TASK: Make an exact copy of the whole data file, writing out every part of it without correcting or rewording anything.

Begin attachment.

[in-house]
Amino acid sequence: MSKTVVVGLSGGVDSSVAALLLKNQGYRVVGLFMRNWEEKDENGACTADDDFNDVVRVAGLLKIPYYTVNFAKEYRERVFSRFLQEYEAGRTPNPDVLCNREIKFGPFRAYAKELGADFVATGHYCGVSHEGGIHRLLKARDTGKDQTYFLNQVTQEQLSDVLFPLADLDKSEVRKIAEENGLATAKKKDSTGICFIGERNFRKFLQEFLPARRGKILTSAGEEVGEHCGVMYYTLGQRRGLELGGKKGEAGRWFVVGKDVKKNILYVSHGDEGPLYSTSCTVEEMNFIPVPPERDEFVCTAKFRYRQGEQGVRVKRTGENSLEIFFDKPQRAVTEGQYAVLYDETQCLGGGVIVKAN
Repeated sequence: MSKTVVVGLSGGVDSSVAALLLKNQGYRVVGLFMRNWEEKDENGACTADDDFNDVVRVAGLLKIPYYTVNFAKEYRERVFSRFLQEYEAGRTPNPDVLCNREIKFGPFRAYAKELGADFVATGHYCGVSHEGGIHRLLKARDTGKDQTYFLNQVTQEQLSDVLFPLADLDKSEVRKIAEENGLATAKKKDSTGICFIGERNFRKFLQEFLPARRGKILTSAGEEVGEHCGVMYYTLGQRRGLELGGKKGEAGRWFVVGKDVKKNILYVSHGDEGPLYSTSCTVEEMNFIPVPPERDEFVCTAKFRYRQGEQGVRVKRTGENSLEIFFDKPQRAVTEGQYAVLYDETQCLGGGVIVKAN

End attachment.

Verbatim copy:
[in-house]
Amino acid sequence: MSKTVVVGLSGGVDSSVAALLLKNQGYRVVGLFMRNWEEKDENGACTADDDFNDVVRVAGLLKIPYYTVNFAKEYRERVFSRFLQEYEAGRTPNPDVLCNREIKFGPFRAYAKELGADFVATGHYCGVSHEGGIHRLLKARDTGKDQTYFLNQVTQEQLSDVLFPLADLDKSEVRKIAEENGLATAKKKDSTGICFIGERNFRKFLQEFLPARRGKILTSAGEEVGEHCGVMYYTLGQRRGLELGGKKGEAGRWFVVGKDVKKNILYVSHGDEGPLYSTSCTVEEMNFIPVPPERDEFVCTAKFRYRQGEQGVRVKRTGENSLEIFFDKPQRAVTEGQYAVLYDETQCLGGGVIVKAN
Repeated sequence: MSKTVVVGLSGGVDSSVAALLLKNQGYRVVGLFMRNWEEKDENGACTADDDFNDVVRVAGLLKIPYYTVNFAKEYRERVFSRFLQEYEAGRTPNPDVLCNREIKFGPFRAYAKELGADFVATGHYCGVSHEGGIHRLLKARDTGKDQTYFLNQVTQEQLSDVLFPLADLDKSEVRKIAEENGLATAKKKDSTGICFIGERNFRKFLQEFLPARRGKILTSAGEEVGEHCGVMYYTLGQRRGLELGGKKGEAGRWFVVGKDVKKNILYVSHGDEGPLYSTSCTVEEMNFIPVPPERDEFVCTAKFRYRQGEQGVRVKRTGENSLEIFFDKPQRAVTEGQYAVLYDETQCLGGGVIVKAN